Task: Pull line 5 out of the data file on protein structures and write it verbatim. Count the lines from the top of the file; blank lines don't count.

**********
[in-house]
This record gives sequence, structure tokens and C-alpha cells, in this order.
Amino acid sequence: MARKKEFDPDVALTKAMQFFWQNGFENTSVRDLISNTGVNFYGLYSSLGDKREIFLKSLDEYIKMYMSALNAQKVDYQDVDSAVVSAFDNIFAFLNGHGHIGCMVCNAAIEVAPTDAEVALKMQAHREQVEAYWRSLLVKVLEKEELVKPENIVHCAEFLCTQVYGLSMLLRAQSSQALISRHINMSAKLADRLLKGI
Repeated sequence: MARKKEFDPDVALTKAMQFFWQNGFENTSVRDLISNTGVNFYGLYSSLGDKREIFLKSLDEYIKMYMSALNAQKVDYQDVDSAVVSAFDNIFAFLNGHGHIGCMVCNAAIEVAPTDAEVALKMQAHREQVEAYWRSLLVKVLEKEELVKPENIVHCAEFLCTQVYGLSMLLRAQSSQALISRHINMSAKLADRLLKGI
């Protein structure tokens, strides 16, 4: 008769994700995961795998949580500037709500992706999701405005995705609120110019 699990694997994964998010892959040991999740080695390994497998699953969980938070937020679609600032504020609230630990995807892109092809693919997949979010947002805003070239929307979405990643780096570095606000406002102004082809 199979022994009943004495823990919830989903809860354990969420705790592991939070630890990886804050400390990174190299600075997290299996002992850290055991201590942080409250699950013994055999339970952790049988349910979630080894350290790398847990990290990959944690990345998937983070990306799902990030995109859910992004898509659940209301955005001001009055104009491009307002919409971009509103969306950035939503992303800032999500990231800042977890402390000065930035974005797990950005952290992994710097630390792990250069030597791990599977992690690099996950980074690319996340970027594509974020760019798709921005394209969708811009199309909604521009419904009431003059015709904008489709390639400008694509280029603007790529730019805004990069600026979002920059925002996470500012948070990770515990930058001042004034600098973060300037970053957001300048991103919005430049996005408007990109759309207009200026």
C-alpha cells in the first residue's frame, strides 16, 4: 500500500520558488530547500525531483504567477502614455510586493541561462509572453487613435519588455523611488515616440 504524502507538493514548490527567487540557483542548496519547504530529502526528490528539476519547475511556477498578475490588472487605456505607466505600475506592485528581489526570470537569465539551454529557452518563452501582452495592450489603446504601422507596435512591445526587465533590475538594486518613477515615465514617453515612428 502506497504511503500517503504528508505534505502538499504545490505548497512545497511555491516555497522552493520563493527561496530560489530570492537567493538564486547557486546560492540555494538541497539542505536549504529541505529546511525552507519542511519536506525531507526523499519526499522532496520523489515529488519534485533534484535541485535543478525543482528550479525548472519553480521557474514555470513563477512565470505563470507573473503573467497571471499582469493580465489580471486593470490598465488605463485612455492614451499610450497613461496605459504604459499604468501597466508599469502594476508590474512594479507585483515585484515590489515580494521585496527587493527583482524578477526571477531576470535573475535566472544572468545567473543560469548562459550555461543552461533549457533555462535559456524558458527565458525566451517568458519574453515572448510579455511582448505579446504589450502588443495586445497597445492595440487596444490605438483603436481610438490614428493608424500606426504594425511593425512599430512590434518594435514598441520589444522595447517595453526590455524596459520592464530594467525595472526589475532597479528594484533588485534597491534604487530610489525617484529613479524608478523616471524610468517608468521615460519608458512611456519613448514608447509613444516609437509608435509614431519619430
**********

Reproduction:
């Protein structure tokens, strides 16, 4: 008769994700995961795998949580500037709500992706999701405005995705609120110019 699990694997994964998010892959040991999740080695390994497998699953969980938070937020679609600032504020609230630990995807892109092809693919997949979010947002805003070239929307979405990643780096570095606000406002102004082809 199979022994009943004495823990919830989903809860354990969420705790592991939070630890990886804050400390990174190299600075997290299996002992850290055991201590942080409250699950013994055999339970952790049988349910979630080894350290790398847990990290990959944690990345998937983070990306799902990030995109859910992004898509659940209301955005001001009055104009491009307002919409971009509103969306950035939503992303800032999500990231800042977890402390000065930035974005797990950005952290992994710097630390792990250069030597791990599977992690690099996950980074690319996340970027594509974020760019798709921005394209969708811009199309909604521009419904009431003059015709904008489709390639400008694509280029603007790529730019805004990069600026979002920059925002996470500012948070990770515990930058001042004034600098973060300037970053957001300048991103919005430049996005408007990109759309207009200026």